Cuda Bowl 2020
About a week after I came back from fishing with Steve and Chad I fished in the Cuda Bowl, now in its tenth year. What started as a casual tournament in 2010 to generate some interest in fishing for barracuda has become one of the largest and most competitive tournaments in the Keys, and this year was a continuation of that steady march toward seriousness.
Last year I fished with my good friend Michael Hetzel, and if you keep up with these reports you may recall that we were soundly trounced by the fish (as well as every other boat in the event). In three days of fishing, two of which were tournament days, we caught a total of zero fish. Many of my guide friends were very happy that my first attempt at the back of the boat ended in such stupendous failure, and I was reminded of how different (and important) things are on the back of the skiff when I was unable to produce even a single bite for us in three complete days of fishing. I’d committed the sin of staying around fish that were unwilling to bite, and it cost us.
This year we made up our minds to not only have fun but also to move often, promising ourselves we wouldn’t get stuck in the company of mouths that didn’t want to open. We also signed our friend Lenny Leonard up to join us as another angler–while we never discussed our plan openly, it was unspoken that Lenny was just along for the ride and the company. As one of my oldest and closest friends, Lenny was a great addition to the dynamic on the boat, especially in his capacity of translator from me to Mike.
Our day of prefishing was fun, and fruitful: we looked in four times as many places as we found fish in, and from the few that held fish were able to catch three that would be scoreable in the event. This was important, since in this tournament there is a minimum size of 24 inches as well as a 3-fish per day card that needs to be filled if there’s to be a prayer of placing. With these three fish we had improved infinitely from the year before, and had a distant hope that we might be able to catch a few when the lights were lit. I also now had a handful of places we did not want to visit in addition to a pair that I did, and that was again a quantum leap forward for the year. No matter what, our focus was on finding our own places to fish, not going anywhere that a guide had brought either of us to before.
On our first tournament day of fishing we lost some fish to start, including a monster that took a long run and was well under control before the fly fell out lamely, though after a few hours and some sticking to it we were able to score two. We had a single gap in our score card, which we filled in the early afternoon with a fish barely over the 24″ minimum. When we had to leave we had a low scoring but complete card to hand in, and while we knew that this wasn’t winning material for us it felt great to be on the board.
The second day of fishing brought with it some horrible weather, which was maybe the best thing that could have happened for us. We worked hard at the first spot, finding a decent fish for our card after losing a few others before the weather turned against us. We moved on after the fishing slowed, to the other place we’d had numbers of fish, and as the weather turned Lenny and I watched Mike turn into a water-covering machine. In the rain he threw, without a rain jacket, whipping himself and the small fish we had around us in to a frenzy. In three or four hours of fishing Mike landed no fewer than 8 small cudas, and every one of these was near but not at the currently magical 24 inch mark. When he finally came tight to a fish that we felt would make it the sensation was similar to landing a permit in the March Merkin, and on the board we confirmed that this fish indeed made the minimum size. With that we had one more fish to catch, and as the weather worked its way faster into our plans we ran to where we’d started.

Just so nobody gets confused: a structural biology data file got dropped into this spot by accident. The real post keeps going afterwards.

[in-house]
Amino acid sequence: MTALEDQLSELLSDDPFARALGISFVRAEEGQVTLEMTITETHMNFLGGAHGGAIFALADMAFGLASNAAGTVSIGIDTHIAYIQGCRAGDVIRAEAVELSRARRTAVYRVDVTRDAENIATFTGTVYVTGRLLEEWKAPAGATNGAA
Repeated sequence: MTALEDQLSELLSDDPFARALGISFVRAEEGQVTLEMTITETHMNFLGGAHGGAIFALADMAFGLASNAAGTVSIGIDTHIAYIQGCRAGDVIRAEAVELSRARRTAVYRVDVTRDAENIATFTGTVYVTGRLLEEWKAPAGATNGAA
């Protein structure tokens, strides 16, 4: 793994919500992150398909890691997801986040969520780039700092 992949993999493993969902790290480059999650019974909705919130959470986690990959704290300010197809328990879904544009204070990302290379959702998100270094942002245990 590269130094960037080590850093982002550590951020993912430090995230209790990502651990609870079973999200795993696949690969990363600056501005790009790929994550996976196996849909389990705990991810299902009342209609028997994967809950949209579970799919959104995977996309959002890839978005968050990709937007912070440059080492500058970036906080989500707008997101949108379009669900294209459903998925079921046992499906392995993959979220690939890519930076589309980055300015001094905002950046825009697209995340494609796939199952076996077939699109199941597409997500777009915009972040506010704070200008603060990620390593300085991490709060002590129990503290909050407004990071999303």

Unfortunately, despite having a super fast Chittum boat with a huge number of horsepower I forgot to look to the side, and I looked up to see another boat slowing down to fish at the only other place I knew might have some fish. Sad stuff, and a lesson that burned to learn. We bumped around for a while, trying to find another fish but knowing that things were over as the wind came up and the rain increased. I ran back to the dock, giving up only after using up our final hour of fishing on a nearby shoreline, still trying to get a last fish to fill us up.
It wasn’t to be, and while we knew that we were nowhere near the lead we at least had something to hand in at the end of a tough day. At the dock we discovered that other people in the fly division had experienced a tough day as well, and despite our lack of three fish we were in a miraculous third place in the fly division behind Captain Mike O’Dell and Travis Katski, who had worked their way in front of the pack with the only 3-fish-per-day score in the division. Runners-up were Captain John Benvenuto and Scott Christian, last year’s champions, and in third place was us. For whatever it’s worth (and I know it’s not much), we were incredibly happy with getting anything at all. I’d like to thank Mike and Lenny for putting up with my ‘guiding’, which was by far the weakest link in the team, and Loren for putting on such a great tournament.
The spin division was won by my great friend Chad Huff and his brother Dustin, and Scott Collins and Russell Campbell were in second followed by Don Gable and his son Shawn Gable.
As always it was a pleasure to fish this event, and watching it over the years has been lots of fun.
I’m out the next two days with Ian, and tomorrow we have celebrity guest Josef Borski along for what we hope will be a chance to catch his first permit on fly. Reports to follow.